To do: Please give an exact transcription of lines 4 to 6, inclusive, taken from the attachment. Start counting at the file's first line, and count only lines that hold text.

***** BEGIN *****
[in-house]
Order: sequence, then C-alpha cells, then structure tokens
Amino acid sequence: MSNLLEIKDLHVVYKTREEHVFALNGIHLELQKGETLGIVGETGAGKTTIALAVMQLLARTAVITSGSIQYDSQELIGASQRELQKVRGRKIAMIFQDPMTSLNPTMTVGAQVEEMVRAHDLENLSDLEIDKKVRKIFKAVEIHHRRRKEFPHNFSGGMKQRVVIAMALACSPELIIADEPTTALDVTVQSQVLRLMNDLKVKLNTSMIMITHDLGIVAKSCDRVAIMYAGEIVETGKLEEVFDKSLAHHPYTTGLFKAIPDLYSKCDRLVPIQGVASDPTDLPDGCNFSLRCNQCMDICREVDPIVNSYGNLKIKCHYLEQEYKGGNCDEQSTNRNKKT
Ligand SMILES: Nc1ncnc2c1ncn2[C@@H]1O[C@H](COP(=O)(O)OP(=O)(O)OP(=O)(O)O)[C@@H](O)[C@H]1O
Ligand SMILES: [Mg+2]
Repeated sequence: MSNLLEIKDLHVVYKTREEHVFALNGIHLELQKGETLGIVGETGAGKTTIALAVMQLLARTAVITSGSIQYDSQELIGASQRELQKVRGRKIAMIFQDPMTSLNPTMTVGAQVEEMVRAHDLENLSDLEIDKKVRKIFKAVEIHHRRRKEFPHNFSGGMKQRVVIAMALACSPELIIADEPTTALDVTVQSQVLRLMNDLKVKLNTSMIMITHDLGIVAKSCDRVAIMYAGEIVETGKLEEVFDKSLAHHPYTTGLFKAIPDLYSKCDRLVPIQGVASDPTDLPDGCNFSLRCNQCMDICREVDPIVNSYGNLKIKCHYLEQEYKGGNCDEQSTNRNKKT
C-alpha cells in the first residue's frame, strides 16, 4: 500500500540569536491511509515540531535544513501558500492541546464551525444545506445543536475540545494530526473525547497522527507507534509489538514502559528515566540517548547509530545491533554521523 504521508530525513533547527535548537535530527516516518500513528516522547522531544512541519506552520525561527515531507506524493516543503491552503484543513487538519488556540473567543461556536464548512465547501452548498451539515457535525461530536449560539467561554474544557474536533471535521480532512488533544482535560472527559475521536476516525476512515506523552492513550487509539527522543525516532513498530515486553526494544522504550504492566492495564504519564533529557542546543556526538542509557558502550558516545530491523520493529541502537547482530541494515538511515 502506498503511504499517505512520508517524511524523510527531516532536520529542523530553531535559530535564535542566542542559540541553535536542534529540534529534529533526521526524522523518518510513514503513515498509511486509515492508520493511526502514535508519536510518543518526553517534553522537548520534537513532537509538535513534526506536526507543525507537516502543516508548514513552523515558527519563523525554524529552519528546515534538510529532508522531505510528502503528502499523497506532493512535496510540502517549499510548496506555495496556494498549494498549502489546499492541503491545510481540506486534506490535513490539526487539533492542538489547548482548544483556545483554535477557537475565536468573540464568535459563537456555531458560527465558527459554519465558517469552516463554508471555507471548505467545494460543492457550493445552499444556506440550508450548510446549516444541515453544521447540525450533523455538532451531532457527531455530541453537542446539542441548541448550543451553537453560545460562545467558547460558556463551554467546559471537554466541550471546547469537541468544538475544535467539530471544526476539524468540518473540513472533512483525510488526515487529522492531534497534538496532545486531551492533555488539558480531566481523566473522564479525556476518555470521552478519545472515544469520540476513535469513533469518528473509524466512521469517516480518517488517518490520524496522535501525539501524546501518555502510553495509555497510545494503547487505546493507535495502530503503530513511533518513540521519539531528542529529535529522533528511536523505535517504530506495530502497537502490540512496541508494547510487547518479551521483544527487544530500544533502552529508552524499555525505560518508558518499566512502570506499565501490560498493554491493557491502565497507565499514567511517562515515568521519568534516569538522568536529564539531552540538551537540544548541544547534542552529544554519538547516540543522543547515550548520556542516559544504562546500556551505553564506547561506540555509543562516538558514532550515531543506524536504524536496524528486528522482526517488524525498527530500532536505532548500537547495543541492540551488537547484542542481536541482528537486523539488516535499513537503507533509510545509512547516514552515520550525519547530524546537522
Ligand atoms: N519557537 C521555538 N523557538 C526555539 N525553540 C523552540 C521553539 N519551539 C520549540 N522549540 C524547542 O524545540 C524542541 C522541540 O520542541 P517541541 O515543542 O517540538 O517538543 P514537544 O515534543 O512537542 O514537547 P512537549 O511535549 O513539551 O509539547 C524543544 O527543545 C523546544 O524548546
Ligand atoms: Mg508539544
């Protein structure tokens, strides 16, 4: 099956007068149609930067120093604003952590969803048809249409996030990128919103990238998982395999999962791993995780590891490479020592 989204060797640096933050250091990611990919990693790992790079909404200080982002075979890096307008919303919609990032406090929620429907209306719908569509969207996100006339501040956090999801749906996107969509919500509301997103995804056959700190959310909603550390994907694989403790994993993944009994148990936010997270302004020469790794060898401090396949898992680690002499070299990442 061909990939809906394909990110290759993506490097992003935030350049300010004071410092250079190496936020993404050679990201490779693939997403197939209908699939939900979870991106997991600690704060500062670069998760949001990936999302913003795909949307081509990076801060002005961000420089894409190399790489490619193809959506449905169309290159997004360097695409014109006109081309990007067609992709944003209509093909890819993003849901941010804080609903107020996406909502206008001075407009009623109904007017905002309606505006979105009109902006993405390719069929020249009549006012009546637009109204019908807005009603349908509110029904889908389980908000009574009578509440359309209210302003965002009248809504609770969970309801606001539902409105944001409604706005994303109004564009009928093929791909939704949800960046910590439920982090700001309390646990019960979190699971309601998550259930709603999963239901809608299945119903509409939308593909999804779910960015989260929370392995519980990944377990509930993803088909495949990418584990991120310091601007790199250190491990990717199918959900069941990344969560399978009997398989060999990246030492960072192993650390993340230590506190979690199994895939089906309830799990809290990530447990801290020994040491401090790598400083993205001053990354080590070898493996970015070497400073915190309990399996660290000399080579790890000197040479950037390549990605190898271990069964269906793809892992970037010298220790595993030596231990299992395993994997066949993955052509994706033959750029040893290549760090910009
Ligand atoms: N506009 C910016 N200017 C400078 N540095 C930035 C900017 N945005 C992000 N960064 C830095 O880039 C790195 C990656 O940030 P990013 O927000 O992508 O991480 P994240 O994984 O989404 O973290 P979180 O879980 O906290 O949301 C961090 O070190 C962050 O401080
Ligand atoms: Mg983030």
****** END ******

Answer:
Ligand SMILES: Nc1ncnc2c1ncn2[C@@H]1O[C@H](COP(=O)(O)OP(=O)(O)OP(=O)(O)O)[C@@H](O)[C@H]1O
Ligand SMILES: [Mg+2]
Repeated sequence: MSNLLEIKDLHVVYKTREEHVFALNGIHLELQKGETLGIVGETGAGKTTIALAVMQLLARTAVITSGSIQYDSQELIGASQRELQKVRGRKIAMIFQDPMTSLNPTMTVGAQVEEMVRAHDLENLSDLEIDKKVRKIFKAVEIHHRRRKEFPHNFSGGMKQRVVIAMALACSPELIIADEPTTALDVTVQSQVLRLMNDLKVKLNTSMIMITHDLGIVAKSCDRVAIMYAGEIVETGKLEEVFDKSLAHHPYTTGLFKAIPDLYSKCDRLVPIQGVASDPTDLPDGCNFSLRCNQCMDICREVDPIVNSYGNLKIKCHYLEQEYKGGNCDEQSTNRNKKT